Well, we have $0 to spend on managing hikers. You know between taking care of our roads and our water districts and keeping the basic services going the one fortunate thing we have is we we run a shuttle from Marcy Field to the Garden and we charge $10 to ride the shuttle and we charge $10 to park at the Garden. So without that, it would be really difficult for the town to scrape up money to invest in managing such tremendous numbers of visitors and the impact they have. We're too small to invest in the level of management it takes.

As you look at the communities in the Town of Keene, a lot of people are trying to upgrade their infrastructure, what's happening in the communities in the town as they try to deal with that?

I think we're experiencing what everyone is. It's hard to get contractors. It's hard to get materials. It's hard to get things built, maintained. And it's just it's making it hard for us to keep our operation functioning smoothly and up to date.

What about water and streets? I mean, Lake Placid is going through a whole water and street restructuring. How's Keene doing?

Well, we have two water districts and we are struggling to find money to update them. The Department of Health has one of our districts under order to add a well upgrade, all our pump house control equipment. And it could be up to $5 million. So for a water district that's 230 people that's just out of reach. I mean, we have to make hard choices. In the other water district it's smaller projects, but we're taking out a bond and we're going to borrow money to do the project while we look for any state aid available. So it's a backbreaker to do these outsized infrastructure projects on really teeny base of ratepayers. You know two water districts each have, you know, 230 is our bigger district. So it's hard to afford these big infrastructure projects.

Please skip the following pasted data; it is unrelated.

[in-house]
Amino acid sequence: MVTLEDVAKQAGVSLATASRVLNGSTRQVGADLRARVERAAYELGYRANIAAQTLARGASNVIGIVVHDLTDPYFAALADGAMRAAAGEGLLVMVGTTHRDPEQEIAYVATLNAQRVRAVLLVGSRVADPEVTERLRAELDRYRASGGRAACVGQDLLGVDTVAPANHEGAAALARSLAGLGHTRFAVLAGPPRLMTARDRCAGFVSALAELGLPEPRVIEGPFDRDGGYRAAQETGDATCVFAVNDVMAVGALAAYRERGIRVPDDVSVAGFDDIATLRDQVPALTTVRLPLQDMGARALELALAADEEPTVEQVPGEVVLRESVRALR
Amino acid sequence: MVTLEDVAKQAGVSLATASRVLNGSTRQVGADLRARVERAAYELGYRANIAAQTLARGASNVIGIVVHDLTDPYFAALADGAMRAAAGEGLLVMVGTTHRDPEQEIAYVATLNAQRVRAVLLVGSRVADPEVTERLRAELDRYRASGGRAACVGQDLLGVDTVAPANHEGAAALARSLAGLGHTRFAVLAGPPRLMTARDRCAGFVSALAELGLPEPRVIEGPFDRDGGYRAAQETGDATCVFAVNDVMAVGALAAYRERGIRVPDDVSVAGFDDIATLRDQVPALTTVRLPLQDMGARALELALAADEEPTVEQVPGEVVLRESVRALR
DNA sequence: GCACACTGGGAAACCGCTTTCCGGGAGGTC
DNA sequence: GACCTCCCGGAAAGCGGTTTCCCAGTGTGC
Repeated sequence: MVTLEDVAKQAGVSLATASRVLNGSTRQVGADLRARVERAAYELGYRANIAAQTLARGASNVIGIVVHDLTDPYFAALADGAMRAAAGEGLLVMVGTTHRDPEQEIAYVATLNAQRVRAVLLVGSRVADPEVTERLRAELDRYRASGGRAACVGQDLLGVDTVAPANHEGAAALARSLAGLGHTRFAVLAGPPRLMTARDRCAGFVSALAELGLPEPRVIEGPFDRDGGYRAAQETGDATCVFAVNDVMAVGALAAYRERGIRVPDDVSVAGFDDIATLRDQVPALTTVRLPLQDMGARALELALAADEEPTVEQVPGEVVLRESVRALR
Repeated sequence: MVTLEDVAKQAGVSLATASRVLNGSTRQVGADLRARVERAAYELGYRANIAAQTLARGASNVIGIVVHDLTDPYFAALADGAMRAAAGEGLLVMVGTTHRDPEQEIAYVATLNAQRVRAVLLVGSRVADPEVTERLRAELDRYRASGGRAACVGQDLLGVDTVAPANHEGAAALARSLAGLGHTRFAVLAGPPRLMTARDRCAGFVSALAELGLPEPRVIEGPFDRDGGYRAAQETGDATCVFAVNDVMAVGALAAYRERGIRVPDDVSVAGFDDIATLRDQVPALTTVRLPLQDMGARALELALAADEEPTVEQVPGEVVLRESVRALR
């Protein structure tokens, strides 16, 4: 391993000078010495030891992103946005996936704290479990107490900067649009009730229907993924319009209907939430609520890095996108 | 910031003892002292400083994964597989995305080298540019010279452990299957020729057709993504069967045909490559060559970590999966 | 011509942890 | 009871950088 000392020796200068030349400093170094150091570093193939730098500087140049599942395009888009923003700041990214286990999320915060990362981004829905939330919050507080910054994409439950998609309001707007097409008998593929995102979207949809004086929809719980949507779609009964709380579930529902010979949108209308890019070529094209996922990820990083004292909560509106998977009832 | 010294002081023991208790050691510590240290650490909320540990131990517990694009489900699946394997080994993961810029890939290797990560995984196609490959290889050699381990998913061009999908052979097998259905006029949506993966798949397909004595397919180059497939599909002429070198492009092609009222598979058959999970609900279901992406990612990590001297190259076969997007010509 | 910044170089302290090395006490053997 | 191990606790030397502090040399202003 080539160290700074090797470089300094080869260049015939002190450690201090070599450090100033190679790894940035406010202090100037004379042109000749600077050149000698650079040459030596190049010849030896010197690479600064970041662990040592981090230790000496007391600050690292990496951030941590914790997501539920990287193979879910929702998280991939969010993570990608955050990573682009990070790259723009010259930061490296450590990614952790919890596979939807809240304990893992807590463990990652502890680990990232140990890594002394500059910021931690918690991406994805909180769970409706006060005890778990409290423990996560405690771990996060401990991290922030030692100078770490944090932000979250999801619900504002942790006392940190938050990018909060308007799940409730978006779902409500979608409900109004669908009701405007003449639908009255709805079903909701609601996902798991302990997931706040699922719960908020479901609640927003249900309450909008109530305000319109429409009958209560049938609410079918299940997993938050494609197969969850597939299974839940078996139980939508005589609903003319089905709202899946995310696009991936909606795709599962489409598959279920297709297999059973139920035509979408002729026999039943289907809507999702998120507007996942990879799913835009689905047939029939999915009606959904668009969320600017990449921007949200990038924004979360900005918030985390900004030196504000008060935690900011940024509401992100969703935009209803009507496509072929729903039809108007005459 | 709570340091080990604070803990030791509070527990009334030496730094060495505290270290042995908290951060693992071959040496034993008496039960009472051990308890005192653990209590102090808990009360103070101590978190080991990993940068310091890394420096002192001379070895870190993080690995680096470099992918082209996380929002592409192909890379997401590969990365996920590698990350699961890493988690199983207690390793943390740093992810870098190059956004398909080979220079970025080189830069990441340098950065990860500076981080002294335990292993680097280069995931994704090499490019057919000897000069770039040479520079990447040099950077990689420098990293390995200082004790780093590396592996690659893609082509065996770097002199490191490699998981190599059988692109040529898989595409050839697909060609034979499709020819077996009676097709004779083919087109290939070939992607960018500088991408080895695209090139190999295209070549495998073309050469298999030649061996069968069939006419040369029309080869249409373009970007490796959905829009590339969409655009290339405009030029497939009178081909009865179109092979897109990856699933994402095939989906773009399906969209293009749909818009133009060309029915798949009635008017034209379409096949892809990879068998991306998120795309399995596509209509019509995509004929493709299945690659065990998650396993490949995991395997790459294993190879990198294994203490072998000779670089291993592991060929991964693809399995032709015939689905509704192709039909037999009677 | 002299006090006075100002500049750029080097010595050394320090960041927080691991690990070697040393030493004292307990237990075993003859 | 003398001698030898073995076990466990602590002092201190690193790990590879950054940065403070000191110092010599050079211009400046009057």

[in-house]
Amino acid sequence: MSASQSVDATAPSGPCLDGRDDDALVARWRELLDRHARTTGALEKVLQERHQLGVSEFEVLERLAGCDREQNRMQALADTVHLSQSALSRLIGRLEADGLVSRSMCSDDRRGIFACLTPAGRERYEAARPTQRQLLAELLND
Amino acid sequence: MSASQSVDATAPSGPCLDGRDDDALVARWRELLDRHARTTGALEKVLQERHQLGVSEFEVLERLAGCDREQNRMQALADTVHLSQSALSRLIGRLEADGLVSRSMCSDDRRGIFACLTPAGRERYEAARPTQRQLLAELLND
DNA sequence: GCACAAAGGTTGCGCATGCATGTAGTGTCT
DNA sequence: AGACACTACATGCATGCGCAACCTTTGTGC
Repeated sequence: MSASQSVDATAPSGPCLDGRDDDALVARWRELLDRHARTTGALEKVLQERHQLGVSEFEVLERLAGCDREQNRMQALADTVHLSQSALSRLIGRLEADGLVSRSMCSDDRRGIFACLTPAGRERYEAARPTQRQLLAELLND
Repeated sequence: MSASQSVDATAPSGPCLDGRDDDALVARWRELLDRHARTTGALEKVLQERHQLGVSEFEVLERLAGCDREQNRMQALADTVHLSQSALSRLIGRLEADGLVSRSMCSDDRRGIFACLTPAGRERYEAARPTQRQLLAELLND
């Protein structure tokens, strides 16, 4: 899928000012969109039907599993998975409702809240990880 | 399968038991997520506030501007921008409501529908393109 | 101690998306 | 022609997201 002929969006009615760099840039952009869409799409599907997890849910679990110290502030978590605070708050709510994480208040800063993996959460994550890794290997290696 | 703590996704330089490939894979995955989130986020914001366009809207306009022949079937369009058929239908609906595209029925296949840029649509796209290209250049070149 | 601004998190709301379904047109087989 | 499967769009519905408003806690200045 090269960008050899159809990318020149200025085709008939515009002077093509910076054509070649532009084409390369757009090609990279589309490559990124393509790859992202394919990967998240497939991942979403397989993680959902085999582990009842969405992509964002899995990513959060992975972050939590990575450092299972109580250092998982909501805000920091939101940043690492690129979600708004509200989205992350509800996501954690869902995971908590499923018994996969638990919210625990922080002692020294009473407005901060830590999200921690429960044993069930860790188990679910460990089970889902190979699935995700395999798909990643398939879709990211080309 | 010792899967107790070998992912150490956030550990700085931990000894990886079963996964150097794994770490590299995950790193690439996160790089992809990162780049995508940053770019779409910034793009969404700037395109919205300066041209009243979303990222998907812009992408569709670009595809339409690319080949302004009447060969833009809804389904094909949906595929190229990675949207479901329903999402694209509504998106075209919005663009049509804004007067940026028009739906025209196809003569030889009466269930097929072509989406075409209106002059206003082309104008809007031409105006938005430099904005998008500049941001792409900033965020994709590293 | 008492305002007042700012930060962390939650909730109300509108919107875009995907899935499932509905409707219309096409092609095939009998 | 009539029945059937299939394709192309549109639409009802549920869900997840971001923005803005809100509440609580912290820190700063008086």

With COVID there was a lot of federal money that communities got. Are you getting anything from that at all or are you too small to get it?

Well, our share of that money is in proportion to our scale. So we got $104,000. So we're investing in three water projects. One in each water district and then the construction of a water line to serve a new preschool. That was a good investment for that money. We need the daycare capacity so tremendously that we're using some of our American Rescue Act funds to build the water line to serve that. So we're using the Rescue Act funds to invest in our infrastructure. But again because we're such a small town $104,000 between three water projects, it's appreciated and helpful, but in the big picture it doesn't really solve any problems.

Joe Pete Wilson, you mentioned there's a lot of tourists that have been coming through the pandemic and you're getting more and more coming through now. How are the roads for getting into the town of Keene and staying in the town?

Well, we're on State Route 73 and there's big construction projects on both sides of us. And they're great projects that are really needed. The growing pains this summer are going to be tough. In the long term when they're done it's great. It's really going to make the roadside safer for bicyclists. You know, the state is really investing in that, in this, and we're appreciative that. Our local roads don't serve a lot of the hiking. The hiking is mostly off state and county roads. But the big project on 73 is huge. It's going to be growing pains this summer but in the long run it's going to be wonderful.

Democrat Joe Pete Wilson is serving his second four-year term as Keene supervisor.